Wednesday, January 1, 2014

Octave of the Nativity and Solemnity of the Mother of God

While searching my heart for thoughts to share with you today, I found myself digging in reflection gold mines for help.  We have so many different feast days honoring the Mother of God, what can be said on January 1st that might capture my heart and mind for you.  Lying in my bed very early this morning - a sign that I retired before Americans celebrated the first midnight of the new year here on our eastern shore - I continued to dig in my heart and mind.  It was still very early when I decided to go to what I consider the “Creighton 911 for Preachers”, the Jesuit University’s “help” line for those seeking insight into the readings and feast for each day.  It was there that I discovered gold, genuine spiritual gold  Let me share with you this gift.

The writer, a woman, wife and mother, one-time teacher and now administrator, presented magnificent thoughts for this day.  I am sure that her words will be spoken throughout the English-speaking world today by preachers who turned to the Creighton University’s On-line Ministries.  Because I did not seek the author’s permission to print her name, let me share some of “Mary’s” (the author’s baptismal name) thoughts that stirred my heart.  You may wish to read her reflection in full. If so, you should Goggle : Creighton University Daily Reflections and move to the January 1st reflection.

“Mary” begins by calling us to notice:  “… this is a great way to start our New Year!  We continue to celebrate the Incarnation, the Word Made Flesh, Jesus, and we honor Jesus’ mother, our Blessed Mother.”

Moving forward “Mary” says boldly: “We need this woman — throughout the year!”  Right on “Mary!”  She calls us to consider the very many honors and prayers that are brought to the Mother of God not just today but everyday  since that day when Mary said “Fiat”, let it be done.  Consider the many novenas, rosaries and the Church’s proclamations (the Immaculate Conception and the Assumption) that affirm for us that she is Queen of Heaven.  With a real sense of conviction, “Mary” assures the reader that Mary does listen to us when we pray to her.  And this contemporary writer assures us that Mary, Mother of God, is “Advocate, Mediator, Guide, Role Model, Comforter, and always a real Woman (italics mine), Mother and even Sister and Friend to us throughout our lives” even at the final “hour of our death.”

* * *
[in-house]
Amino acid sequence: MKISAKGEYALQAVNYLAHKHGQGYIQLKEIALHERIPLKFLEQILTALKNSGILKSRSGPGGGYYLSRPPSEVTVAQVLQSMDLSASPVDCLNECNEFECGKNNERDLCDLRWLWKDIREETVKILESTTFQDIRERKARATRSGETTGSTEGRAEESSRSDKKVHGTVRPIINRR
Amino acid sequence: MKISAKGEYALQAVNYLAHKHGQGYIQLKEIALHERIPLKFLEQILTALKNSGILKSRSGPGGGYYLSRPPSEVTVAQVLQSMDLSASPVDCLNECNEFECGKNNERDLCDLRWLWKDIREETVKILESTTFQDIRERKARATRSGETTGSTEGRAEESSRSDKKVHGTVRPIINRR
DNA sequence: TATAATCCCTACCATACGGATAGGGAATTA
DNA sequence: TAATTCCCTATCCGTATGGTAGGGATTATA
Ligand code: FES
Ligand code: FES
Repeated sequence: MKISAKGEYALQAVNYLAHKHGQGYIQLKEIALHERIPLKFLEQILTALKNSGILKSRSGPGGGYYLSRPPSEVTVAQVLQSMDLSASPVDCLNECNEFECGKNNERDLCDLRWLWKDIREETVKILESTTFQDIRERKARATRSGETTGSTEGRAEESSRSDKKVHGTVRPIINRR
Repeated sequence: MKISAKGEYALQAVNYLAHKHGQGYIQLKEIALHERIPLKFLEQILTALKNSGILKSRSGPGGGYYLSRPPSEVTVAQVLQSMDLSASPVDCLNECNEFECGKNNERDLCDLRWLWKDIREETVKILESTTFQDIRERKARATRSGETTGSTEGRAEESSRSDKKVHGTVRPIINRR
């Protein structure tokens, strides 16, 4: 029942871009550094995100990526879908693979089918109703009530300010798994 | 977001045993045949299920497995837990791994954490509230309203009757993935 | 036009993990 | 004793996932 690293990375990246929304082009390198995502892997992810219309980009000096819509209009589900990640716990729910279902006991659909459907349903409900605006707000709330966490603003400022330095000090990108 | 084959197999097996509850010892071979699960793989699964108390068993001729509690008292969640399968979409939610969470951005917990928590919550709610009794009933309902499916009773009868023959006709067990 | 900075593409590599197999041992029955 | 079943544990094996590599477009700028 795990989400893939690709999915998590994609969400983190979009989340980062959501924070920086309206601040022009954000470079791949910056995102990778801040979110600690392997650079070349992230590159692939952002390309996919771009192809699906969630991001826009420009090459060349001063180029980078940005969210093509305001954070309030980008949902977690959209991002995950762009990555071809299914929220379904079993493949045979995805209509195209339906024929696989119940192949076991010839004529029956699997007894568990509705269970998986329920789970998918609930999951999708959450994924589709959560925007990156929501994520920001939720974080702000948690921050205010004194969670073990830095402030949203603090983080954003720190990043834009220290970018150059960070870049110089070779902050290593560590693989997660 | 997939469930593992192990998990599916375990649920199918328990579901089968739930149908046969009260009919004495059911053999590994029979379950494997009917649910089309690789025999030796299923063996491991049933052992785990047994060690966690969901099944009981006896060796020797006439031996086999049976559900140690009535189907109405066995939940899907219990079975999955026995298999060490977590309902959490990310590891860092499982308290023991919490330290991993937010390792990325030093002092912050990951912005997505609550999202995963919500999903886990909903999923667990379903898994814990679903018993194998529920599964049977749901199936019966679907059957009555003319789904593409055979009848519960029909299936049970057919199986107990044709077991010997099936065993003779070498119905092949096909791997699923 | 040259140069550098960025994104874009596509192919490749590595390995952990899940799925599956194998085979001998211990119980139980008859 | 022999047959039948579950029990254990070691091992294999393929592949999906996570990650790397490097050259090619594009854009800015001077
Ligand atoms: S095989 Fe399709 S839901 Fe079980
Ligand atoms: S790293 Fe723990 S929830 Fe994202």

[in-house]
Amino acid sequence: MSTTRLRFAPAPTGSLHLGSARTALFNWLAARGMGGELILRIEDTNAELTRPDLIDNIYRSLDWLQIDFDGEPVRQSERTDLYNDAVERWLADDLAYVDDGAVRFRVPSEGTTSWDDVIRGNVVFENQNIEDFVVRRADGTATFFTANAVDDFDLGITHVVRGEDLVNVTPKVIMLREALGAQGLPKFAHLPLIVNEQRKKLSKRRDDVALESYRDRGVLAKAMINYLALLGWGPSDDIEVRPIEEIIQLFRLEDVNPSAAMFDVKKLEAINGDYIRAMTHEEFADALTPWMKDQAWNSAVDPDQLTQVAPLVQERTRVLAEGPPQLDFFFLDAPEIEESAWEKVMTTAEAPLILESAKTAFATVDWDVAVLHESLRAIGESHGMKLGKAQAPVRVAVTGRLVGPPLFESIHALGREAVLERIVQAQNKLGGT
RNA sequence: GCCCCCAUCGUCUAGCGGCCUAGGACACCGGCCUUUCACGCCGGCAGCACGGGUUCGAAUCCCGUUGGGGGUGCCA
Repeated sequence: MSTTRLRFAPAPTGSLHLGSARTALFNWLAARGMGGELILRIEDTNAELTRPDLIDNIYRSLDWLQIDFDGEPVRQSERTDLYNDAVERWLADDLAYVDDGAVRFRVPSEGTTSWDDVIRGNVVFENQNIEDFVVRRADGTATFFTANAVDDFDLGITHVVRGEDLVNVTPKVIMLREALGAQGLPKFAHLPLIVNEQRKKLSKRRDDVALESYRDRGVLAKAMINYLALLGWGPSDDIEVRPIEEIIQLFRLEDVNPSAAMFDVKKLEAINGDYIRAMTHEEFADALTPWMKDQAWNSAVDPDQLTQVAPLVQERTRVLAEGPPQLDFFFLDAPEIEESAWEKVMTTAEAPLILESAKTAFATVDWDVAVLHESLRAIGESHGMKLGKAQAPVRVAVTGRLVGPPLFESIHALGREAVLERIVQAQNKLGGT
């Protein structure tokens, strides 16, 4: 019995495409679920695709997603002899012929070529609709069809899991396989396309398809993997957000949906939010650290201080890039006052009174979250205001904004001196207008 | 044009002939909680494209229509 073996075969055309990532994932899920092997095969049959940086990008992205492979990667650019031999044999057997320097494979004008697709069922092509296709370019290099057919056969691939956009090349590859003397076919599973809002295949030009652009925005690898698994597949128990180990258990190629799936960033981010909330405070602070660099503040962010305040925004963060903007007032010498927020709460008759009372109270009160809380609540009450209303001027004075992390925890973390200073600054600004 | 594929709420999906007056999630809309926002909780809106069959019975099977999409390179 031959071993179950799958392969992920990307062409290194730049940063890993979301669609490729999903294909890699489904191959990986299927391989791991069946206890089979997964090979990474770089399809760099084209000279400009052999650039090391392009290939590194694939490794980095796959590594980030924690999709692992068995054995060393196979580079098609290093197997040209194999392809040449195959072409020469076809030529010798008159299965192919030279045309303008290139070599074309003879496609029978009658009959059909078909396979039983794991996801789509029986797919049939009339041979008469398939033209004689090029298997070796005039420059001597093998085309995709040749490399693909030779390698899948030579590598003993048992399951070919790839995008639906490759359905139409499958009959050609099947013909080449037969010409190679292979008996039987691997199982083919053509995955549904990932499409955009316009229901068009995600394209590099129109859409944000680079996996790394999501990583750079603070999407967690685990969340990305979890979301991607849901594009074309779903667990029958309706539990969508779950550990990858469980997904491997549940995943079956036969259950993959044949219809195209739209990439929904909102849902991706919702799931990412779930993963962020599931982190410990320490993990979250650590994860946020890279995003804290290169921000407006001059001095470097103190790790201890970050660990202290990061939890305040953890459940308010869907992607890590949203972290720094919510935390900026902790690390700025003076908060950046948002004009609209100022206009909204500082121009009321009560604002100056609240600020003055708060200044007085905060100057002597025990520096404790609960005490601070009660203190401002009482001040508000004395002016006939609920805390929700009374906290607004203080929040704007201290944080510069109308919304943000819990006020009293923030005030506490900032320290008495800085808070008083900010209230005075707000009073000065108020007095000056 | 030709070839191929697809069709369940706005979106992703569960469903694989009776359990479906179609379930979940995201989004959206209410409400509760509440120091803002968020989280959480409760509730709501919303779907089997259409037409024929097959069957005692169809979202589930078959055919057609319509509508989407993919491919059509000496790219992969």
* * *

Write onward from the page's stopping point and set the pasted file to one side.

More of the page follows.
Throughout the year we honor Mary with several feasts days.  Today, however, our honor is given to her as Mother of God.  And author “Mary” writes: “I notice today that her Motherhood is the heart and reason for all our attention to and claims on Mary throughout the centuries.”  Think on this for a few moments during the day.

“Today’s Mary” proclaims “We need this woman!”  Furthermore, she notes, it is our very human nature that demands “a womanly figure to honor and pray to.”  Isn’t this a reality that has been lost to a degree in our times and Church?  There is “a basic human need across time and culture for a motherly female figure.” 

And what is it that all children, like ourselves, need: “… Mother, Mediator, or Queen — and also for a real woman who is personal, intimate Mother, guide, model and friend.”

“Today’s Mary” calls to mind for us that scripture texts used in the liturgy for today’s feast where we read “Mary kept all these things, reflection on them in her heart.”  That is the model we might follow not just today but daily:  taking the time to use Sacred Scripture as a source of inspiration and guidance from the Holy Spirit and time to have a “coffee chat” with the Mother of our God.

So, as we begin a new year, as we seek to adjust to saying two thousand fourteen or to remembering to put the numbers 2014 on checks or at the top of letters, let us turn to Mary for ourselves and for other sinners as we pray Mary’s prayer “now and at the hour of our death.”  And so, let me conclude with “today’s Mary’s” final sentence in her reflection:  “We need this woman now, each day, and to the certain end of ‘now’”.

As you know it is not part of my usual writing to quote one person so extensively.  The reflection I discovered on my dig early this morning was so powerful for me that I felt the need to share many of “today’s Mary’s” thoughts with you.  This Creighton University woman certainly opened up my sleepy eyes and mind to an extraordinary perception of Mary, Mother of 

God!  And so, I say, “Thank you “today’s “Mary,” for your gift to all who read your heart and soul today.  You have brought this priest to realizing how much Mary is needed in his life!